Live Sound

Supported By

On Stage: What’s In The Mic Box Of Pete Plympton & Pink Martini?

For sounds that are anything but conventional the microphone selections are equally unique.

Pete Plympton has worked with Portland, Oregon-based Pink Martini since 1997 when he helped them record “Sympathique,” the first of their four studio albums.

Their eclectic mix of world music has steadily grown in popularity, especially for “pops” shows with symphony orchestras.

Plympton also works with other Portland favorites such as the Oregon Trail Centennial band and Quarterflash.

The vast majority of Pink Martini’s shows are fly-ins and Plympton doesn’t like to carry anything he doesn’t have to, so local providers are asked to supply many of the Shure and AKG microphones.

Lead vocalist China Forbes prefers a Shure Beta 87A, and Plympton religiously has a spare Beta 87A for line check, replacing it with a second mic exclusively for Forbes just prior to sound check and show to avoid germs.

Musical Director Thomas Lauderdale uses a locally supplied Beta 58A for occasional between-song banter with the audience, as does the backup singer. A small-profile Audio-Technica Pro 37 pencil condenser is mounted to Lauderdale’s mic stand just below the boom arm for the guiro and other hand percussion that he plays.

For grand piano, a stereo pair of DPA 4021 miniature condensers is mounted in an X-Y clip 6 inches behind the piano’s action over “middle A.” Often a first choice for violin and cello, DPA 4061 miniature condenser lavaliers – with the company’s unique MHS6001 rubber appliance for mounting the mic below the instrument’s bridge – are also used by many symphony organizations on all strings for pops shows.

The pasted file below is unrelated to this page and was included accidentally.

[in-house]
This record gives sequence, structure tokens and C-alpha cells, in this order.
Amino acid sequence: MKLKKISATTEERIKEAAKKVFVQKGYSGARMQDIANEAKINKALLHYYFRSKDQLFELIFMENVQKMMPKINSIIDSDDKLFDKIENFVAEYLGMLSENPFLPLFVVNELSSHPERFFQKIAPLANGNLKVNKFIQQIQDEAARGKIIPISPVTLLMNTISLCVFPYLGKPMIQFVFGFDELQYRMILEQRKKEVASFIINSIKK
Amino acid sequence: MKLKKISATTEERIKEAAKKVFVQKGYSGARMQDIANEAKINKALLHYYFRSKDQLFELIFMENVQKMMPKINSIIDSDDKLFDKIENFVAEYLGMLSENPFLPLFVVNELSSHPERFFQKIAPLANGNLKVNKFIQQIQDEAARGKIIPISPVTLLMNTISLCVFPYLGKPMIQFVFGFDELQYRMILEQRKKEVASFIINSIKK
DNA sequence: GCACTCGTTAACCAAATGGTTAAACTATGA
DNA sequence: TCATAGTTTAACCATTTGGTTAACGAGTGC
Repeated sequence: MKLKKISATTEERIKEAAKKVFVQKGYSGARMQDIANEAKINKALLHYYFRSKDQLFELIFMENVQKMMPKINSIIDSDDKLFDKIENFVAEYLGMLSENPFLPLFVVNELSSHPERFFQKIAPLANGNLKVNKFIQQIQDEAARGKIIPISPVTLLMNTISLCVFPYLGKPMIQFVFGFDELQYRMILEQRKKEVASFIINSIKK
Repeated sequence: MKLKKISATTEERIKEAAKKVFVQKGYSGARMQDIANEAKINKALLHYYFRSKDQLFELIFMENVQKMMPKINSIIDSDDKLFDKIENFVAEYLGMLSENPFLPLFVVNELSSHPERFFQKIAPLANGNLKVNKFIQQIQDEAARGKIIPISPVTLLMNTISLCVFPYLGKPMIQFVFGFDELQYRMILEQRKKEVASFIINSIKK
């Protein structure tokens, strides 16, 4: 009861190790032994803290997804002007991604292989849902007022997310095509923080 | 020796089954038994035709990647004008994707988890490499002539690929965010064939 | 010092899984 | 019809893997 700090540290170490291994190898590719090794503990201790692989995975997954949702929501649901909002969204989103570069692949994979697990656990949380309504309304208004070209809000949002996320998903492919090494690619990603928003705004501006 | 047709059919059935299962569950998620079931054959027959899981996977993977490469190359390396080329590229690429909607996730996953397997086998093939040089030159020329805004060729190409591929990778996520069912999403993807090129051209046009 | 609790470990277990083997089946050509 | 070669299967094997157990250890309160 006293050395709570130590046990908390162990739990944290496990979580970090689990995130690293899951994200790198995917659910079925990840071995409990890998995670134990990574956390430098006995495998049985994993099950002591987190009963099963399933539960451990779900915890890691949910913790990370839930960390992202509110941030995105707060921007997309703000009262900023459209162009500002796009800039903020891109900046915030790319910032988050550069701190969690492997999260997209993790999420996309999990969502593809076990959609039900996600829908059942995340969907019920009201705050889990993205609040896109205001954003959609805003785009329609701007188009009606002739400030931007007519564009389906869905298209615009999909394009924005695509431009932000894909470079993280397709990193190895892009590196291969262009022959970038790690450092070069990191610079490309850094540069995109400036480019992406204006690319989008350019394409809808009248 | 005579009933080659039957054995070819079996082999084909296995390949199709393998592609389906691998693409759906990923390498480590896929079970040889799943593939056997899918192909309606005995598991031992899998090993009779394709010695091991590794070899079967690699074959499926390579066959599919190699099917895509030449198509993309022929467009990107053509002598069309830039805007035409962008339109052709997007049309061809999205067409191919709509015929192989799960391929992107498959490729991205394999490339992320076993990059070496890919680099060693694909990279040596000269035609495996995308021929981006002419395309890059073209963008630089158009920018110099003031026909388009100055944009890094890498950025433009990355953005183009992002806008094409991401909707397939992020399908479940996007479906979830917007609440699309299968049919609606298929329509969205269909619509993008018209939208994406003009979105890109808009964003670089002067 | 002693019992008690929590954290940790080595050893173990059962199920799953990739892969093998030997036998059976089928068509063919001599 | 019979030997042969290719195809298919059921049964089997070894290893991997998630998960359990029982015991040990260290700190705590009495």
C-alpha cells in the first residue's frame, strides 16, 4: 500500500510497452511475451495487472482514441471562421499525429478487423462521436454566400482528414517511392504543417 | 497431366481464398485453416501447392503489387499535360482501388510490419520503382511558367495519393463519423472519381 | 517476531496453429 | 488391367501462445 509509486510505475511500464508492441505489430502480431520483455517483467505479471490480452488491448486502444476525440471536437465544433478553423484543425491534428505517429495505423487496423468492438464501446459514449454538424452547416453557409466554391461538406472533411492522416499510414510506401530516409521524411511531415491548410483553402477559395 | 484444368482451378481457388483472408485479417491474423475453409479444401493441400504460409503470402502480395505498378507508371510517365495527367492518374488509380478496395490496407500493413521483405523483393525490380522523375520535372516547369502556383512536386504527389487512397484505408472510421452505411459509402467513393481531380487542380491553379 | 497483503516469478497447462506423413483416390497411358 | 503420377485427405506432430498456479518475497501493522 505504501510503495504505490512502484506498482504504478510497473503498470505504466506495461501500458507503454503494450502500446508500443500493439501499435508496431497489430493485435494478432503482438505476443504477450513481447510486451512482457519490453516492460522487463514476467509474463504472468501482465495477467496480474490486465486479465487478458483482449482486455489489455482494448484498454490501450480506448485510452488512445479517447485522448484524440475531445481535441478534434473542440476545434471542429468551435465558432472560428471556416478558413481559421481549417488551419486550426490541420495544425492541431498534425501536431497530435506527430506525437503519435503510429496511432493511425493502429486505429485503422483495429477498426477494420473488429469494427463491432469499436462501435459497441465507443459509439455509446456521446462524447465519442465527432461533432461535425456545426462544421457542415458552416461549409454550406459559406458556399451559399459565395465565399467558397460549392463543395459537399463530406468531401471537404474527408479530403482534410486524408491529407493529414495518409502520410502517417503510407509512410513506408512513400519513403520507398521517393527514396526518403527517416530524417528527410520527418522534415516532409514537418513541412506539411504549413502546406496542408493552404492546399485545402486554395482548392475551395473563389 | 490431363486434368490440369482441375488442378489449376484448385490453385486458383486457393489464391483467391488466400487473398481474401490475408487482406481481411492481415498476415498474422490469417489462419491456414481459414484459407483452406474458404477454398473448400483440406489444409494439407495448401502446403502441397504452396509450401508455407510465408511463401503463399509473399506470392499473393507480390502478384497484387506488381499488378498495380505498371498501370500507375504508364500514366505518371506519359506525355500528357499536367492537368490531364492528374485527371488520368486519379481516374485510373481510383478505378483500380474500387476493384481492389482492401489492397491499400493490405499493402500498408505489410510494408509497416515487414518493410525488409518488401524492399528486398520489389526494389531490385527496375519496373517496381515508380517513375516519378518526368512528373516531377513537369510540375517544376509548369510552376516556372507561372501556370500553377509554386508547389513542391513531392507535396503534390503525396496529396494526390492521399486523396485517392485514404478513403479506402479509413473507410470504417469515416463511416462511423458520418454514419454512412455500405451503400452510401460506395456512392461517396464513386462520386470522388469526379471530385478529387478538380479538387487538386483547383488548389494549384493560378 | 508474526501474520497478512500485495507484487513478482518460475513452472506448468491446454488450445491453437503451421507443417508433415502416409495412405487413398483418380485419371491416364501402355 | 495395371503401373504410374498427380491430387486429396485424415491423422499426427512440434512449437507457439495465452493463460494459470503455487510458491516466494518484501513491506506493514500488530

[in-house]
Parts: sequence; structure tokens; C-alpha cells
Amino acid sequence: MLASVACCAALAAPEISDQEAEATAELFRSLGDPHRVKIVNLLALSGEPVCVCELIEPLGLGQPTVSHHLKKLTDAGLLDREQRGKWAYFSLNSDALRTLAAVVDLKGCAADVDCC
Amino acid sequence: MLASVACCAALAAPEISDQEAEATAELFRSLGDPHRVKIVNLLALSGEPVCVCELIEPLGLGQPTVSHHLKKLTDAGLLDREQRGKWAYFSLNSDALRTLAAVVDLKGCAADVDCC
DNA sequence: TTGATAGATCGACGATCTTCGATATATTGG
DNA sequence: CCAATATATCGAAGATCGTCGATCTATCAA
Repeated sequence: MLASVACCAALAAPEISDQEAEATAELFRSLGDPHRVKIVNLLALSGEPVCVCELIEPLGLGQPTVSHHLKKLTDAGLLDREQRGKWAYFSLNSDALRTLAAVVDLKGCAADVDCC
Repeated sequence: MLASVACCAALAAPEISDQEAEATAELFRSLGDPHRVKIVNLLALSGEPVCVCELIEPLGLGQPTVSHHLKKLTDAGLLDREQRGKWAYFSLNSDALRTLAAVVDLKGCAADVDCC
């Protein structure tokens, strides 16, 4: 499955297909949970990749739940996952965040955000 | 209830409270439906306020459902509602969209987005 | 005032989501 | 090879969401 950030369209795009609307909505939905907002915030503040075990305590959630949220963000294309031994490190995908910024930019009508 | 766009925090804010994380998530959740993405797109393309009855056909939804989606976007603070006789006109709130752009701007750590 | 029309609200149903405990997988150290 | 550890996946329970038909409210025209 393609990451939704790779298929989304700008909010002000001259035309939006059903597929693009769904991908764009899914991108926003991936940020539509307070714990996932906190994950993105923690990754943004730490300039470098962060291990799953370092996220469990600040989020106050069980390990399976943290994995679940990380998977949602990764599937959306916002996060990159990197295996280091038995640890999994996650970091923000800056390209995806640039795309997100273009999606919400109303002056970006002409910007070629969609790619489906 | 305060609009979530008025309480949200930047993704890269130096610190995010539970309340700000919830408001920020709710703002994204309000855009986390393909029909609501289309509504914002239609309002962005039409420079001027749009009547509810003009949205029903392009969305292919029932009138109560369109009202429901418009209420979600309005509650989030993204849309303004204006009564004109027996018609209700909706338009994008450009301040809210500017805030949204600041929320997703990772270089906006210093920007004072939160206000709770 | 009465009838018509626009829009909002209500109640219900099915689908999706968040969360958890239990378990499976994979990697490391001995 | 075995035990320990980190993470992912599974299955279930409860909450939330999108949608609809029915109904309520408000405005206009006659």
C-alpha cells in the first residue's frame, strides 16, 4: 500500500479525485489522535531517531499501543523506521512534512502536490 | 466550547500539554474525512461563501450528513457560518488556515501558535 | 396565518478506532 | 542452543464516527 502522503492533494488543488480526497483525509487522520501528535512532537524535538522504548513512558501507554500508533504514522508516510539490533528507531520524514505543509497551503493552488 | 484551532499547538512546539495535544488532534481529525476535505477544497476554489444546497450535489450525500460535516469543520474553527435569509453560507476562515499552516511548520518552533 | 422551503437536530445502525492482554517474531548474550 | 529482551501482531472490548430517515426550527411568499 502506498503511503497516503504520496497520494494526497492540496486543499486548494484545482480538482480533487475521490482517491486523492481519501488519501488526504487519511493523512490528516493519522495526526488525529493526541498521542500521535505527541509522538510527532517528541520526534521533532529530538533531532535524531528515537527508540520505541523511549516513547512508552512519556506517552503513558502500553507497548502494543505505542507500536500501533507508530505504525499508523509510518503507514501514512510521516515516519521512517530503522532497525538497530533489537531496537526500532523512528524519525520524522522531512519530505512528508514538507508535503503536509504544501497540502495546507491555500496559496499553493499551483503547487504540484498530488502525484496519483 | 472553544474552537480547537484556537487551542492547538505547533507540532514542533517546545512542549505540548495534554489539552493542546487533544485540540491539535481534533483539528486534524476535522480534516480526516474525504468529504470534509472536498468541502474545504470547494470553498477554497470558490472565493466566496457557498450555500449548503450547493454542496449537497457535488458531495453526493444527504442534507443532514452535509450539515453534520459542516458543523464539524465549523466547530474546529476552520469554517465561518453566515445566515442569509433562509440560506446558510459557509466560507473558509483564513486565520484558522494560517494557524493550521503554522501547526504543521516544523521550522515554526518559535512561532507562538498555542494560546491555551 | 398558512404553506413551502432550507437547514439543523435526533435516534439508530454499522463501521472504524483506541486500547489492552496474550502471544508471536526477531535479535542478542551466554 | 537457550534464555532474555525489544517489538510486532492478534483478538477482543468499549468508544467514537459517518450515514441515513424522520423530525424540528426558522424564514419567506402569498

Additionally, a pickup is provided for the cello soloist to help out with the low end because she is located downstage, often near the main loudspeakers.

A Brazilian surdo marching drum is used on a few of the Latin songs, so a Sennheiser MD 504 is conveniently clamped to its rim. An Audio-Technica Artist Elite AE5400 captures percussion from overhead, where it also doubles as a vocal mic on a couple of songs.

The bongo player, who also plays hand percussion, is supplied with a beyerdynamic M 20. A Shure Beta 57 is used on congas as well as the Roland JC-120 guitar amp. Pink Martini’s trumpet and trombone players also double as vocalists on a couple of songs, so their beyerdynamic M 88 hypercardioid dynamics are a great choice for this dual application.

On the drum kit, Plympton likes a Shure Beta 91 on kick, a Beta 57 on snare, an AKG C451 for hi-hat and an AKG C414 for overhead. For non-symphony shows, the input list expands and the toms are mic’ed with Sennheiser e904, which use the same convenient MZH 604 rim-mount as the e604.

Plympton carries a Countryman Type 85 active DI for the upright bass bridge pick-up for consistency night-to-night because the bass and piano are the main source of low end in the show.

A Radial Pro48 compact active DI handles acoustic guitar. For symphony harpists, he brings a Barcus-Berry 4000 piano pickup that is mounted on the soundboard’s rib for ultimate isolation, and this is joined by a recently introduced Countryman Type 10 DI.

Mark Frink is Editorial Director of Live Sound International.

Read More
Audio-Technica Helps Educate CRAS Students With “Physics Of Microphones Master Class”